Britain is working to push through new laws that will effectively ban the use of strong encryption in the country, forcing companies to provide unscrambled content if served with a court warrant.
The government's new Investigative Powers Bill proposes to make tech companies such as Apple and Google retain decryption keys for encrypted devices and services.
Baroness Joanna Shields, the Conservative UK minister of internet security and a former executive with Google, Facebook and RealNetworks, said there was no intention by the government to weaken encryption or provide backdoors.
The move comes despite an election promise by prime minister David Cameron in January to ban communications the government could not read.
Shields denied Cameron advocated banning encryption, claming the government was worried about companies building "end-to-end encrypted applications and services and not retaining the keys [to them]".
"The prime minister has repeatedly said that there cannot be a safe place for terrorists, criminals and paedophiles to operate freely, with impunity and beyond the reach of law," she said.
"This is not about creating backdoors; this is about companies being able to access communications on their network when presented with a warrant."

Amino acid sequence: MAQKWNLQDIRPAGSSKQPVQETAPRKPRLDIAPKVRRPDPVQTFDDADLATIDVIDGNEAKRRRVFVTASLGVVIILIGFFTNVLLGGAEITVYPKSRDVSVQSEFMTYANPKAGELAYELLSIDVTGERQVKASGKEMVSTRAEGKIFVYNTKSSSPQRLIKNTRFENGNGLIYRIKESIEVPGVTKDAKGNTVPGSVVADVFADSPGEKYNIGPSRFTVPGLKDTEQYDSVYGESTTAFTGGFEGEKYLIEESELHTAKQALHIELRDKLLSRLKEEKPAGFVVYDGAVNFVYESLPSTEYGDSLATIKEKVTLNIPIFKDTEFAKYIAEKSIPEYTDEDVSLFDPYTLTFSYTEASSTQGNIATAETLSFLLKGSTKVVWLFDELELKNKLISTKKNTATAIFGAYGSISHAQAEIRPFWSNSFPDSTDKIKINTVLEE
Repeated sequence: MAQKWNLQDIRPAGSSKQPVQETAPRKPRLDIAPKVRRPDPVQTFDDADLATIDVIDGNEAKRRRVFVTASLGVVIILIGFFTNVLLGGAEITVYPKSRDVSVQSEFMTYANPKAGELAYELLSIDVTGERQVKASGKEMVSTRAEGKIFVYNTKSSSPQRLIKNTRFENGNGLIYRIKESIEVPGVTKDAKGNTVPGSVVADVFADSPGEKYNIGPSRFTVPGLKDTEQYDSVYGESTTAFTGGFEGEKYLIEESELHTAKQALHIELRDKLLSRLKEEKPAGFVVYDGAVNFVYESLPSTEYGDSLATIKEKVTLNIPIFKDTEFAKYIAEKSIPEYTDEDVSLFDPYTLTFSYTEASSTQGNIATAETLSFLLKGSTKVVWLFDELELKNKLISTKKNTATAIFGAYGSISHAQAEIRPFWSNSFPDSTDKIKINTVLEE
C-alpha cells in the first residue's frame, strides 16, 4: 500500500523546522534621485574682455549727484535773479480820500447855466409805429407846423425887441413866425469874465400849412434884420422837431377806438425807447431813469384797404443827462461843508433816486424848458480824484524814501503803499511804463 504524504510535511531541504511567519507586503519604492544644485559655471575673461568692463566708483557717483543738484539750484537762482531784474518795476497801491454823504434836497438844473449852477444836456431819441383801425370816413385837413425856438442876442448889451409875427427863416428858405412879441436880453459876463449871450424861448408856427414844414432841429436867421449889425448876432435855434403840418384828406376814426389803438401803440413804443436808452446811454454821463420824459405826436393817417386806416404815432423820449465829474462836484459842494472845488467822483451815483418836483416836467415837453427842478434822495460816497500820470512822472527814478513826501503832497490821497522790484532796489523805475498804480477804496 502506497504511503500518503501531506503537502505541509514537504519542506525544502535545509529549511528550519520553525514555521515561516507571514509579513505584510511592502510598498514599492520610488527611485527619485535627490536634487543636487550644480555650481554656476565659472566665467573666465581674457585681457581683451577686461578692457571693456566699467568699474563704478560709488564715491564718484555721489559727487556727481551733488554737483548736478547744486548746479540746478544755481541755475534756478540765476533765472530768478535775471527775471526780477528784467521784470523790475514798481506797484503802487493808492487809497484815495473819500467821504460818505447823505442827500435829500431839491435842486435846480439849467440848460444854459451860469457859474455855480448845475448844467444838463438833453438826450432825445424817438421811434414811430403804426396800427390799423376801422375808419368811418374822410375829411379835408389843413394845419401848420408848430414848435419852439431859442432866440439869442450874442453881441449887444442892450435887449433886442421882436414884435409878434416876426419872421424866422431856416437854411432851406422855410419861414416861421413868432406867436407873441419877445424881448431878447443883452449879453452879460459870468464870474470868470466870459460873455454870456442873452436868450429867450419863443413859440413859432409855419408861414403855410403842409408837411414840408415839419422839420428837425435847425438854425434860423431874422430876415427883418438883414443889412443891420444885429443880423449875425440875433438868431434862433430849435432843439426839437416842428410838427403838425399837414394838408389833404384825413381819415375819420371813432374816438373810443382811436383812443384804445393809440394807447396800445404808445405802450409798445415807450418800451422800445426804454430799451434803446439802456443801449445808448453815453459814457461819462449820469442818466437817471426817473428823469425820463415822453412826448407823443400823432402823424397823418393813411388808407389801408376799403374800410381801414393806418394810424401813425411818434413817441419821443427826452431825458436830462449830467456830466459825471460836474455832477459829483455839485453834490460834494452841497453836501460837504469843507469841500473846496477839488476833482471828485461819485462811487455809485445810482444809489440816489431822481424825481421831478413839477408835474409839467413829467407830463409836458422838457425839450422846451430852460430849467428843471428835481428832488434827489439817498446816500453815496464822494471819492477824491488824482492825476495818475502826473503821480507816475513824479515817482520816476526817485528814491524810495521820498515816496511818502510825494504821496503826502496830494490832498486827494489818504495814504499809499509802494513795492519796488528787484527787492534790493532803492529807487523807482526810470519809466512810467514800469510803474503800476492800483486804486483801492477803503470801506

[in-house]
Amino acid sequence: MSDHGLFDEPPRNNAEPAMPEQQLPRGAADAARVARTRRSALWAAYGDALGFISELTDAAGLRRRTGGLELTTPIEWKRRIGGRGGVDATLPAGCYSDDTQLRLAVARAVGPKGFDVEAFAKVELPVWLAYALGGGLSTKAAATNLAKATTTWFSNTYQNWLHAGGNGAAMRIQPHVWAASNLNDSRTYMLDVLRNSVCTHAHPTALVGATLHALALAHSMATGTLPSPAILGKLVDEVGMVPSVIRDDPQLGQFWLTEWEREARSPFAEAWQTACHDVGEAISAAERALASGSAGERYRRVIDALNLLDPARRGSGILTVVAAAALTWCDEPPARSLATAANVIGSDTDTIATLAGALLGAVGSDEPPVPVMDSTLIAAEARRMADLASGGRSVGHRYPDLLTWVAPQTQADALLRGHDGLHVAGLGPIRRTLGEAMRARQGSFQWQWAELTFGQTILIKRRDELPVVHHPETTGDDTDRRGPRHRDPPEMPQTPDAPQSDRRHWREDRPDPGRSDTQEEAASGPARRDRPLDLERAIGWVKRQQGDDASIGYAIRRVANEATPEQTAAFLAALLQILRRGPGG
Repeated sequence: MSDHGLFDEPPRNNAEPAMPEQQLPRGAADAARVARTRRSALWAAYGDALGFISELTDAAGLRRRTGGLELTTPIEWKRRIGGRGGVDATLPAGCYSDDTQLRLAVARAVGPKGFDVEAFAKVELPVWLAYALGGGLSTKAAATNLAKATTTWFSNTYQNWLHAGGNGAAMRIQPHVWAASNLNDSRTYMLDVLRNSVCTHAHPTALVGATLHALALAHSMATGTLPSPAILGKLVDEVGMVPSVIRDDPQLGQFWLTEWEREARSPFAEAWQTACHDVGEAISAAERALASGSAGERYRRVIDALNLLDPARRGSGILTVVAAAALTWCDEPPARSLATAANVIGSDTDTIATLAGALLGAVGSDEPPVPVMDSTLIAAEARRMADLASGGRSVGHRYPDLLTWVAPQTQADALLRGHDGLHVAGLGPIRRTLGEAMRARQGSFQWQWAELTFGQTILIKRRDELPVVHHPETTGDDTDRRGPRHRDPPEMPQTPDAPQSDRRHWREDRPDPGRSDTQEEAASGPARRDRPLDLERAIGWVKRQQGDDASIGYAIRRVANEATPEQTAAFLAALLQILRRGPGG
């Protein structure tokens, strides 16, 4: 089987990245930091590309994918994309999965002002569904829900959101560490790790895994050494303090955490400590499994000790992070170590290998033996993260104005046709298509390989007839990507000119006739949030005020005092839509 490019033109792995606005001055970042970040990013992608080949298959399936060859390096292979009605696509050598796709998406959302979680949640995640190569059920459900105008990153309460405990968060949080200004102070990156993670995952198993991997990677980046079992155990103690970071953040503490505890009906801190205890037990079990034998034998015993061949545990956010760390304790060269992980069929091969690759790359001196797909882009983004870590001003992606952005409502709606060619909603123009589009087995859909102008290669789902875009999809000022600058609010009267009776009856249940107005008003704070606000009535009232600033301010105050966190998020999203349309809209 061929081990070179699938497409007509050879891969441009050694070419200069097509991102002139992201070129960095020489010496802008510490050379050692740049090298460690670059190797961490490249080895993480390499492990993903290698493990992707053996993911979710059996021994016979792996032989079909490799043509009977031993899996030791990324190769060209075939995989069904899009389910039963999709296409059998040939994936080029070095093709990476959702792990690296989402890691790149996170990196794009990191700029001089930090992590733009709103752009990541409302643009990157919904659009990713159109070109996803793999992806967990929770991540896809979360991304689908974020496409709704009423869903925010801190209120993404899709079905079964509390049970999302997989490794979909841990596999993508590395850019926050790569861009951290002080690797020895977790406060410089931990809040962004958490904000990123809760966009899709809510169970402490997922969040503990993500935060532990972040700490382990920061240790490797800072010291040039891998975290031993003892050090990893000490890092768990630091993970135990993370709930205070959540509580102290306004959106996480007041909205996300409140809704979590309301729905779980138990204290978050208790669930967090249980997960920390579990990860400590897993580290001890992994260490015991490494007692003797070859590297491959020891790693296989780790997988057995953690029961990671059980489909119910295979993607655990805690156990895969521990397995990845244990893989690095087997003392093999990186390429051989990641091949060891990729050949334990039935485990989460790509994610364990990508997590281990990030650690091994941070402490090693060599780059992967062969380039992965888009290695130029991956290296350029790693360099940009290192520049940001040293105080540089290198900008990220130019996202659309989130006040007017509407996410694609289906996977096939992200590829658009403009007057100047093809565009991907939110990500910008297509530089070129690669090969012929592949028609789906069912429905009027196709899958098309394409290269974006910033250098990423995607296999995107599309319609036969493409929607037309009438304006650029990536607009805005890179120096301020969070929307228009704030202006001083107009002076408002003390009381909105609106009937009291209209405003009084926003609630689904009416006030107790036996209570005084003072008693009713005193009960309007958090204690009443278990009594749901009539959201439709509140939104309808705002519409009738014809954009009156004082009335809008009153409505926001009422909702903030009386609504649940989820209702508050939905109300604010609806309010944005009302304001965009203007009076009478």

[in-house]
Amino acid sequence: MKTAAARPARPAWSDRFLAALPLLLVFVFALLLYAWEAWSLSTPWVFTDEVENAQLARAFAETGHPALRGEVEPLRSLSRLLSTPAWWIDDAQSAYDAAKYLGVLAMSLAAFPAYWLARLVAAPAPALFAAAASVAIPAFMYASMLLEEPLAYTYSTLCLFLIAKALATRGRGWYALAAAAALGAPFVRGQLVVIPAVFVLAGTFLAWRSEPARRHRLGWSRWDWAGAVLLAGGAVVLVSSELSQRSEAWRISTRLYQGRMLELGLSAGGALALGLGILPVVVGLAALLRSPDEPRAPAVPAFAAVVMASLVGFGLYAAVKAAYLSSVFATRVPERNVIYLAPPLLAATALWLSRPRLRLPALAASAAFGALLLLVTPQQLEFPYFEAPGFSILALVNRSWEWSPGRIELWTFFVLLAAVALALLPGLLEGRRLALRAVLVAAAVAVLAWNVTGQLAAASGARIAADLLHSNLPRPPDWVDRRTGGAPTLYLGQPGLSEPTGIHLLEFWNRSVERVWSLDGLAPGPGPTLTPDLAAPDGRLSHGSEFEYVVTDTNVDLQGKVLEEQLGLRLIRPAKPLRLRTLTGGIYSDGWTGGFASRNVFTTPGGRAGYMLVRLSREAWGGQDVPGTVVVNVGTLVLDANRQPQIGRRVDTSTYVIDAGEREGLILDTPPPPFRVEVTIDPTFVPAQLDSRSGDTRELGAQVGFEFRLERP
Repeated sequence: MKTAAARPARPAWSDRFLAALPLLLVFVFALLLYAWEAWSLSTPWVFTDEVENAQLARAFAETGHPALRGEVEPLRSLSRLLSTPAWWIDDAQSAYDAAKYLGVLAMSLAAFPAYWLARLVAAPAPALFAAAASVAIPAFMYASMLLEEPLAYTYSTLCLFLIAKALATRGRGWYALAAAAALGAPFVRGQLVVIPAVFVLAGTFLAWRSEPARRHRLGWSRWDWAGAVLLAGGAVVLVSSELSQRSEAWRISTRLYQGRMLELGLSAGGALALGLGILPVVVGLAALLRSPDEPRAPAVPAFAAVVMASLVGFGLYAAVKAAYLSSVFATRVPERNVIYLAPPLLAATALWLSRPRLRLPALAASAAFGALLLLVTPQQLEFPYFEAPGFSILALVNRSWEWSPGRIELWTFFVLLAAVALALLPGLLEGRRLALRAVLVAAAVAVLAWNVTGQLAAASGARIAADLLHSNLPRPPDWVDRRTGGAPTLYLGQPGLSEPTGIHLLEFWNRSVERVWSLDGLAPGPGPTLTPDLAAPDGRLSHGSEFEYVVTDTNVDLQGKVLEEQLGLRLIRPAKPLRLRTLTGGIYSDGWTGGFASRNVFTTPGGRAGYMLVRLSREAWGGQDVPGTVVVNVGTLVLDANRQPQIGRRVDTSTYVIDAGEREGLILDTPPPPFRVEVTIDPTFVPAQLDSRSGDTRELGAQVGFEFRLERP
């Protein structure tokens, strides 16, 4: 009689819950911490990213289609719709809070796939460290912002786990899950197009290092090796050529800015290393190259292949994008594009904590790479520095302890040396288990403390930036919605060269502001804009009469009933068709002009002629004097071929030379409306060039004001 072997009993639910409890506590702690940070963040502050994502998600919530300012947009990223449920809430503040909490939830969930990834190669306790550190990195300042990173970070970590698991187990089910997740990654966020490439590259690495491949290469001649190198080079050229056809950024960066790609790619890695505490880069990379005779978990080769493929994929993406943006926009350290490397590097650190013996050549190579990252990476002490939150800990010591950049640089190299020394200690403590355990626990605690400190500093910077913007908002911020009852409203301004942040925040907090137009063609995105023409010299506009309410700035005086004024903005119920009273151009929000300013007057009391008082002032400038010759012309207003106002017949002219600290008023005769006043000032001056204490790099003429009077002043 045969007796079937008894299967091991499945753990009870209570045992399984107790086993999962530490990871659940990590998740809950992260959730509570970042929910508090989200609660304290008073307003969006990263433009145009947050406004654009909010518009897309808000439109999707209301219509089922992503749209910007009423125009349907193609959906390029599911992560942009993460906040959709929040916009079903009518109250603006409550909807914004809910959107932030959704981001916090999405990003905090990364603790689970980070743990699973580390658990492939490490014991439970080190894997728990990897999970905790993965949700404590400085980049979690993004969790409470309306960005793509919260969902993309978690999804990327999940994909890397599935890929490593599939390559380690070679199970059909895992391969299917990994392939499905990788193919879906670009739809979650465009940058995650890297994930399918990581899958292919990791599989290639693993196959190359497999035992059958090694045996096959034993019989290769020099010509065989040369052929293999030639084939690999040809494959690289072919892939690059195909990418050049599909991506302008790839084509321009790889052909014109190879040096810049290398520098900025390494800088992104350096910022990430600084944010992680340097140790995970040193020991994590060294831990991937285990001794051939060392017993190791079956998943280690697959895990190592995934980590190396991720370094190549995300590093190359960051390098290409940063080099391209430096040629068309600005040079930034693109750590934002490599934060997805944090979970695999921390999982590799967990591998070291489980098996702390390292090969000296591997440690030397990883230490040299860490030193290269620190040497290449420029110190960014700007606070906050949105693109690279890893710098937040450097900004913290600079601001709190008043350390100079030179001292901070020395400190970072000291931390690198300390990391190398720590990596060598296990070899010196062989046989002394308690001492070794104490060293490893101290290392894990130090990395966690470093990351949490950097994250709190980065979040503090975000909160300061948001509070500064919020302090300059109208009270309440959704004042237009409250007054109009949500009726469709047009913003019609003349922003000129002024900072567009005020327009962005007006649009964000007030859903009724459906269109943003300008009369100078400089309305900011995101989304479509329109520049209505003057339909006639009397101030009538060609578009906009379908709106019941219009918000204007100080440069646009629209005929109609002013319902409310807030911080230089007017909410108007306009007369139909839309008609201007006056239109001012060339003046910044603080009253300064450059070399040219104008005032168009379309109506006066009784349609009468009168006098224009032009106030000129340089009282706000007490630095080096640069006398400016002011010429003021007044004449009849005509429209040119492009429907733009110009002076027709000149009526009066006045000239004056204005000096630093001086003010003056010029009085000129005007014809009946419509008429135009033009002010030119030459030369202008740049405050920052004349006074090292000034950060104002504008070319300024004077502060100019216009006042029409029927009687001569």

Shields claimed there had been an "alarming movement towards end-to-end encrypted applications" and that it was essential the companies building such technology are able to decrypt that information and provide it to law enforcement.
When the Investigatory Powers Bill becomes law, internet providers and companies will also be required to retain users' web browsing histories for a year for law enforcement purposes.
Following revelations by former United States National Security Agency (NSA) contractor Edward Snowden, Apple and Google decided last year to do away with the ability to decrypt customer devices and not retain the keys.
Apple is currently embroiled in a court case in the United States where it is arguing it has no ability to decrypt newer iDevices.
Its stance is being challenged by the country's Department of Justice, which insists the company must be able to decrypt the devices if required to by law enforcement.